For those of us who who are devoted to the American tele-novella Mad Men, the recent psycho-shooting at Ft. Hood had an eerie plot echo.
In Mad Men, which takes place in New York of 1963, there's a fictional character named Greg, an aspiring surgeon who disgraces himself so badly in the operating room that he is forced to go into, shame of all shames, psychiatry.
Since I've placed my life in the hands of a therapist more than once, this reaction came as a surprise to me!
Yet among Greg's colleagues at the hospital, the psychiatry career path is considered a "fail." The deep background on Greg is that we already know he is a messed-up dude, a rapist with serious issues who is the LAST person you'd want to be talking to on a couch.
As the season closes, we learn that Greg has joined the Army where they're desperate enough to take a loser like him and give him a surgeon's scalpel and a badge.
He's so ignorant he doesn't have a clue that Vietnam is his imminent destination.
Meanwhile, in real life, Nidal Malik Hasan, the deranged Army psychiatrist who went on a shooting spree at Ft. Hood, also turns out to be… a failed surgeon. The detail that caught my eye was the anecdote revealed by his uncle, who said that Hasan went into psychiatry after he FAINTED in the O.R. during a routine childbirth. The sight of a baby emerging from a woman's vagina sent Nidal over the edge.
With that clue, something in me snapped.
This was a guy, who by all accounts so far, has never been on a date, and routinely complained to his mosque's imam that he couldn't find a woman "pious" enough to marry, a virgin who would wear a veil around the clock.
Hassan is being scrutinized for any potential ties to espionage, fanatical religious beliefs, and vicarious PTSD from treating so many broken soldiers.
But this man's craziness is more clearly understood in the context of his severe and distorted sexual repression.
In the midst of this reality-fantasy convergence, another piece of patriarchal-creep rocked the country— this time, affecting more people than Ft. Hood and Mad Men's viewership combined. We witnessed the Orwellian "health care reform" process become derailed by what I call "The Stupid Amendment," a wildly successful Vatican intervention to make sure that whatever health care plan comes out of Congress, it will be engineered to control women's wombs.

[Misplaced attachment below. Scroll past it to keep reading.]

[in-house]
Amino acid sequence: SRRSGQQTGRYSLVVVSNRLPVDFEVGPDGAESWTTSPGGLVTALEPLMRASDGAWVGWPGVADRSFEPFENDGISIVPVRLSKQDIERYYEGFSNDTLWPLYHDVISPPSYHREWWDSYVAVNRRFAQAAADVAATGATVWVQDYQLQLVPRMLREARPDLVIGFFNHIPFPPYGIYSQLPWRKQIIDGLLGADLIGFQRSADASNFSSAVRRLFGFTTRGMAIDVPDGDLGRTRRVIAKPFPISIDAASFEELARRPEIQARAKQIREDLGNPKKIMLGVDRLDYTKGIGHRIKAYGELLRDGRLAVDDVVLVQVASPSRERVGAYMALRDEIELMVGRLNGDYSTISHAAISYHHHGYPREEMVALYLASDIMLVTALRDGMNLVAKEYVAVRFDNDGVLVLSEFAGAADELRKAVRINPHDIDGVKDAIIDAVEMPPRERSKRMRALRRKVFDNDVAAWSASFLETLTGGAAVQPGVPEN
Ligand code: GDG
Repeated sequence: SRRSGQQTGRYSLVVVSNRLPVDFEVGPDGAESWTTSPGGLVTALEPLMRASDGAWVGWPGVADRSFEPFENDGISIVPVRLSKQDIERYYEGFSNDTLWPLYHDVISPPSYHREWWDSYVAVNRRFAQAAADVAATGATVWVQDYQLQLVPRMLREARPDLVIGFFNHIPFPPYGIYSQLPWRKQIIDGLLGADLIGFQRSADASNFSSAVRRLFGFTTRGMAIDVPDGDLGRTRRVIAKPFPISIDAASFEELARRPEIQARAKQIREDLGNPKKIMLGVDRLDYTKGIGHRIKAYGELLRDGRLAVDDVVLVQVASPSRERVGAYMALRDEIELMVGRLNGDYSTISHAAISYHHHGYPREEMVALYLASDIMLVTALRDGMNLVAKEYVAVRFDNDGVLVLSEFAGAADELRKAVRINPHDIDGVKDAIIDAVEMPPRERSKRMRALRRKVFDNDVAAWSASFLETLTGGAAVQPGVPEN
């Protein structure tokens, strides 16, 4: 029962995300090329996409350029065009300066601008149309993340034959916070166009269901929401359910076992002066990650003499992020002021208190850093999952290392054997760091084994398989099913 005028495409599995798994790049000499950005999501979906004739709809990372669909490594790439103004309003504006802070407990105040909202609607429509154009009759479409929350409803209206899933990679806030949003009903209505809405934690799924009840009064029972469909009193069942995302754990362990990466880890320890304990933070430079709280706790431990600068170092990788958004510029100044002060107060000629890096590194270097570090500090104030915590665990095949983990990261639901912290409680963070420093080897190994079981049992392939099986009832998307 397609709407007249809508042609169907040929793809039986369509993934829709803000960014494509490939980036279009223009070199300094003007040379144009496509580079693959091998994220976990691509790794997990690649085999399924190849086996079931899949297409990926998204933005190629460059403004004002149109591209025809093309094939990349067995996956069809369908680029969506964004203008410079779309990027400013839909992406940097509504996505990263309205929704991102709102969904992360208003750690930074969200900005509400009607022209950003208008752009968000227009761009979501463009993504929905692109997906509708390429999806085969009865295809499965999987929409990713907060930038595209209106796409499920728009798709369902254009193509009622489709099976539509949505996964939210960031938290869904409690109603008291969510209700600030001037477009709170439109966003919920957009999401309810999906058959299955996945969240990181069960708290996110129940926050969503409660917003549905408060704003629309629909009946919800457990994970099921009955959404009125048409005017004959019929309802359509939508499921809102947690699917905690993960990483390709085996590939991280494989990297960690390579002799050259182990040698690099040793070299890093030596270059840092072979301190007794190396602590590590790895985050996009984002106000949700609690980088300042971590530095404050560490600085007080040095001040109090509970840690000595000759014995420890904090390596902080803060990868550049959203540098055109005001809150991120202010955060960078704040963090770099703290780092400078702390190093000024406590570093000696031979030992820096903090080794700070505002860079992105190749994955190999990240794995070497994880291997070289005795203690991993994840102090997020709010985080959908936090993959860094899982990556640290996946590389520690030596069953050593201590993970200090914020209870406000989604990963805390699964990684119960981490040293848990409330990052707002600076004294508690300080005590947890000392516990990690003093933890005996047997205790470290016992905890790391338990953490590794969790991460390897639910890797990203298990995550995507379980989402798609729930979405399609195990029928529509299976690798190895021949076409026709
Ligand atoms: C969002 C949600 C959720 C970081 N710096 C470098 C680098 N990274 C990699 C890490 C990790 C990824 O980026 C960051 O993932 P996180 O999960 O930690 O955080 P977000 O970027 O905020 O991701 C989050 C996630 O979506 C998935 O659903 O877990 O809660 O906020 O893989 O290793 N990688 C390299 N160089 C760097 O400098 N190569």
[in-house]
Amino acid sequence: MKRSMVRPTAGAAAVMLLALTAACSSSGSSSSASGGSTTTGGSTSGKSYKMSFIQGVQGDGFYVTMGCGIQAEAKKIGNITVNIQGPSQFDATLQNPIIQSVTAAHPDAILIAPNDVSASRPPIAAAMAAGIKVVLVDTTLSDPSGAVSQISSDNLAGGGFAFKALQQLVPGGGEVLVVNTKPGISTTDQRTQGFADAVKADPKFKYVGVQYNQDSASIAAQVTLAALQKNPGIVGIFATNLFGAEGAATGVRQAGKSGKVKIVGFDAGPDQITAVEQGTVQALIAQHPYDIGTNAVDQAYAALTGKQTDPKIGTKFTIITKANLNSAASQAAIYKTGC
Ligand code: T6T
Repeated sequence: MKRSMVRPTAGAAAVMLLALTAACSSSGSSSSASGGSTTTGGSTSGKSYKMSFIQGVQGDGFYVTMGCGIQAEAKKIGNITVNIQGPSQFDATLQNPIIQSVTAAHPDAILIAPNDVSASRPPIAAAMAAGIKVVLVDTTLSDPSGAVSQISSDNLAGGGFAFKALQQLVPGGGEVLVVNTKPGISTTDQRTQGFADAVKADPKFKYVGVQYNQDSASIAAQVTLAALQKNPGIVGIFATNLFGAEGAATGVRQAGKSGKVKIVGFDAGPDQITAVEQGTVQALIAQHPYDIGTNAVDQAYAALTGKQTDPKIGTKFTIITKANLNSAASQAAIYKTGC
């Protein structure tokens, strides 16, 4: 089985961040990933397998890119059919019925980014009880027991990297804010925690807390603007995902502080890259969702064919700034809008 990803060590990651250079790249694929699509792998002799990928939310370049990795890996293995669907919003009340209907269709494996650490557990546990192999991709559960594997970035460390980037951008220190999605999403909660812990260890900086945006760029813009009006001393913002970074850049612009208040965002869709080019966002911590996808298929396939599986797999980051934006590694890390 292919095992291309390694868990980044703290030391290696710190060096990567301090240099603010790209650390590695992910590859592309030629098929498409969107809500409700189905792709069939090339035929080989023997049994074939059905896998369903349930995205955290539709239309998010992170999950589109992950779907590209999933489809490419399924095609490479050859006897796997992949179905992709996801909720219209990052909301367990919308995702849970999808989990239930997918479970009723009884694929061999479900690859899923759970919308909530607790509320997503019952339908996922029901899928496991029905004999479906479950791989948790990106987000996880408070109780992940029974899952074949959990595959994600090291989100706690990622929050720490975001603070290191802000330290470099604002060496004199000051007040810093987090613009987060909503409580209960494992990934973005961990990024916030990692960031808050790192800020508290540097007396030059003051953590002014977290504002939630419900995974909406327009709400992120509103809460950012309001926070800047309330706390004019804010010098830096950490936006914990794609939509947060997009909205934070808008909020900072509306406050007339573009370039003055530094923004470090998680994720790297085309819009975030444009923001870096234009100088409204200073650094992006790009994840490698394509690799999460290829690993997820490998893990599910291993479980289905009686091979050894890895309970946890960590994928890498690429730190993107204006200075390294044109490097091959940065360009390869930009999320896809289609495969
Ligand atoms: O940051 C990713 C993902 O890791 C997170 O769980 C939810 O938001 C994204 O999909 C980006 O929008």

In other words, health insurance for men, not for women.
The Stupak Amendment is ostensibly about preventing women from using their insurance coverage to pay for abortion procedures. But making a rule that women's healthcare below the waist is subject to moral review is outrageous.
Would any of these politicians consider making a health care exemption to the complications of a man's penis? His prostate? His semen? His scrotum? His urethra? Would urologists, like abortion surgeons, be treated like criminals whose entire knowledge base should be wiped out of existence? Would any man be put on parade to prove "rape, incest, or imminent death" in order to prove that he needed a procedure about ANYTHING?
"Pro-life" rhetoric is now used across the aisle, with even the President proclaiming that the federal government will never fund abortions.
Afghanistan annihilation, yes! Abortion, no!
Our war-lovin', misogynistic culture cares so little about "life" that the candlelight vigil for the Hasan's victims at Fort Hood had the air of a rote exercise. Here's Wade Goodwyn, from NPR, talking last week:
The thing I was struck by was... that the vigil was a well-established routine.
I mean, this was a pretty big moment for me, but I could tell that the attending crowd had done this before.
And when we interviewed people, the soldiers and the families, after the vigil was over, they'd tell us, "I've been to too many of these already."
This country cares little about killing all life forms and even less about the welfare of its children. Our atrocious infant mortality rates, hungry children, uneducated children, children with birth defects and developmental disabilities treated like trash… my blood's turned cold. Watching Congressmen gleefully cheer on the passage of the Stupak amendment, for me, was like watching Greg rape Joan— and worse, to witness her acceptance of it.
It reminds me of something I wrote in The Sexual State of the Union:
American boomerangs from "Fear of a Black Planet," a Youth Revolt, a genderfuck coup, to the opposite horror: that of a lone man with a big gun.
Meet the older, privileged, "had-all-the-opportunities" kinda guy who comes equipped with a bomb, no dates, and a pathologically self-centered attitude. Oh, we'll wish he had only been in the Crips! If only he'd been a drag queen, if only he'd pierced his dick and gotten high on dope! Any of these would be preferable, a million times more humane.
We can diss a counter-culture, but what are we supposed to do with a counter-human? We can't stand to look at the cult of alienated masculinity and wonder how we got here.